How to Help my Kid with Anxiety
If you have a kid or a teenager who suffers from anxiety, you’re definitely eager to find ways to help them. After all, it’s not easy to see your dear child living with fear, avoiding people or events they love or suffering from panic attacks that severely limit their quality of life. You want them to experience their childhood and adolescence with joy and delight.
Childhood fears are a normal part of healthy development, of course, and with some issues our kids face, it’s best to gently reassure them that they are ok. However, when anxiety becomes controlling or even crippling, you know you need to do more.
As a parent, you often feel like you have the world on your shoulders. Perhaps you feel overwhelmed and don’t know where to start to help your anxious child. How to help my kid with anxiety is a question a lot of parents have to face, daily. Fortunately, there are proactive steps you can take to help your child’s world expand while making their anxiety smaller.
As a parent, it can be really frustrating when your child is fearful of things that you (and other children) do without a second thought. Your child’s fears may make simple things take longer or force you to create complicated ways to rearrange your life. That can be exhausting!
You may try to be patient at first but find yourself losing your cool. Or maybe your parents were harsh with you, and you think your child should just buckle up and get over it. I get it. However, kids and teens, don’t typically respond well to anger or harsh words when they’re feeling anxious. Their nervous systems are already overwhelmed. Essentially, the thinking part of their brain is shut down.
But empathy, kindness, and understanding can go a long way. Tell them that you’re sorry they feel afraid, that you can tell they’re upset. Help them to name what other feelings they may be experiencing. Don’t shame them or try to force them out of their anxiety. It won’t work.
Just as adults with anxiety learn important skills to manage and cope with it, so can kids and teens. The basic ideas are the same. You just may need to take a playful approach to it and join them as a supportive coach.
Help your child learn to pay attention to how their body feels when they’re anxious. Teach them deep breathing exercises (i.e., slowly blow out a candle). Make sure they’re getting a lot of physical activity and fun in their day. You may have to take an active role in nurturing play and fun in your home if your child is anxious.
Some older children and teens enjoy keeping a journal where they can draw pictures or write about their feelings. Providing them with a list of feelings or pictures. I use a feelings wheel in almost every session with kids, teens, and adults. illustrating feelings can help them identify what they’re feeling which helps to decrease the intensity.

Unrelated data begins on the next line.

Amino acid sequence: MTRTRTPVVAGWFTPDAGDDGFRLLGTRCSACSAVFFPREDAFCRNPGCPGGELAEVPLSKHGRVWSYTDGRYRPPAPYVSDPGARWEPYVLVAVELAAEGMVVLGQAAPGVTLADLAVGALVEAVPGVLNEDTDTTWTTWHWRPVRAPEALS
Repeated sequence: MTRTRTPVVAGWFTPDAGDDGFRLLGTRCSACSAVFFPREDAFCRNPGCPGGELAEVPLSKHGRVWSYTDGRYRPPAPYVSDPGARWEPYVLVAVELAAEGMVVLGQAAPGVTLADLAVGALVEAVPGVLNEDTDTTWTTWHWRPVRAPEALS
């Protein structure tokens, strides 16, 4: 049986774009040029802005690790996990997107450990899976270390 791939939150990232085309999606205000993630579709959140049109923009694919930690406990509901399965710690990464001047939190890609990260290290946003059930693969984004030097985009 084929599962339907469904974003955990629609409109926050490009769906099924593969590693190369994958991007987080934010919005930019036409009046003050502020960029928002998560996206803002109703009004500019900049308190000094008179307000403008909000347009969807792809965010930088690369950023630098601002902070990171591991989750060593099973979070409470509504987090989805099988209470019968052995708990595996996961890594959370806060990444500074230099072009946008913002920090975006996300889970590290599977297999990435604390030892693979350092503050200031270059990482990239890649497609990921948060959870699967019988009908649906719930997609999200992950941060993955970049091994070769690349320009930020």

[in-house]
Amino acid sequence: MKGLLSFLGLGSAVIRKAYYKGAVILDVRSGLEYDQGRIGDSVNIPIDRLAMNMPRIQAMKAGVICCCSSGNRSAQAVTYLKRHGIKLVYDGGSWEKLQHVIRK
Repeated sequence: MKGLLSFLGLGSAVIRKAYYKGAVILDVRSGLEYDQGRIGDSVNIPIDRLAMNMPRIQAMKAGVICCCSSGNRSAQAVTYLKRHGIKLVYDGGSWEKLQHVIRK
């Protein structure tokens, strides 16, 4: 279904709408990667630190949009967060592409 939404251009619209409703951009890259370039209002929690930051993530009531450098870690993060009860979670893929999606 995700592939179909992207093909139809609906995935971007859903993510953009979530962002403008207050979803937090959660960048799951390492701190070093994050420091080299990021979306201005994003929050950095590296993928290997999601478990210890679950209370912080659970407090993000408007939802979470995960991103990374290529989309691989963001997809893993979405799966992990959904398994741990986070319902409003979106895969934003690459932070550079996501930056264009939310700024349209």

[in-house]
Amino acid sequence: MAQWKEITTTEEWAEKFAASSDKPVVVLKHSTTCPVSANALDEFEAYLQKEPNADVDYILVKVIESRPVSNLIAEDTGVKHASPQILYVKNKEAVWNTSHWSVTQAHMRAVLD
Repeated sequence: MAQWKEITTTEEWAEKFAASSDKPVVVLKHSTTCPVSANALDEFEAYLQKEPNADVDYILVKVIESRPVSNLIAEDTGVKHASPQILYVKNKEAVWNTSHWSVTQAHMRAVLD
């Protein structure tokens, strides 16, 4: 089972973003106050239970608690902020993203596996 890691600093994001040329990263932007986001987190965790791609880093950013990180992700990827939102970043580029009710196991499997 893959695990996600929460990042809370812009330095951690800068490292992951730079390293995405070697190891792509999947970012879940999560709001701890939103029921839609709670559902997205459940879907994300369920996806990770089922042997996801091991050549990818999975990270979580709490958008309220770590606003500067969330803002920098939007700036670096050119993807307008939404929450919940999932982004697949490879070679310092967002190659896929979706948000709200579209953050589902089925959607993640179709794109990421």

While you don’t want to force your child to face their fears, you shouldn’t enable them. If you let them avoid what they’re afraid of, their anxiety will only become stronger.
Start with small steps. If they’re afraid of going down the slide and won’t go near a playground, start by sitting in the parking lot nearby and watching the other kids. Next time, you can walk around the playground. And after that, perhaps you can sit on the swing and progress from there. You get the idea.
Setting a Healthy Example
As parents, it can be hard to practice self-care. Part of self-care is making sure we’re managing our own anxiety. We want to set a good example of how to face stress and anxiety with confidence. Your kids are watching you and absorbing the way you interact with the world.
Part of this can be talking with your kids about how you deal with stress. Provide age-appropriate explanations of times you’ve been anxious and how you’ve worked through it. If you’re currently struggling with anxiety, make sure to find support.
Even the most anxious children can build the resilience and skills necessary to live a life with less fear and more fulfillment. If you find yourself in a situation where you are wondering how to help your kid with anxiety, the first step is to seek proper help. If your kid or teen is struggling with anxiety or despair, please reach out to a professional for support. Start with your child’s pediatrician who will be able to conduct a quick mental health assessment.
By Chinwé Williams, Ph.D., LPC, NCC who is a licensed clinical therapist in Roswell, Georgia who specializes in adolescent, young adult, family mental and emotional wellness. She is also the co-author of the book Seen, set to be released in July 2021.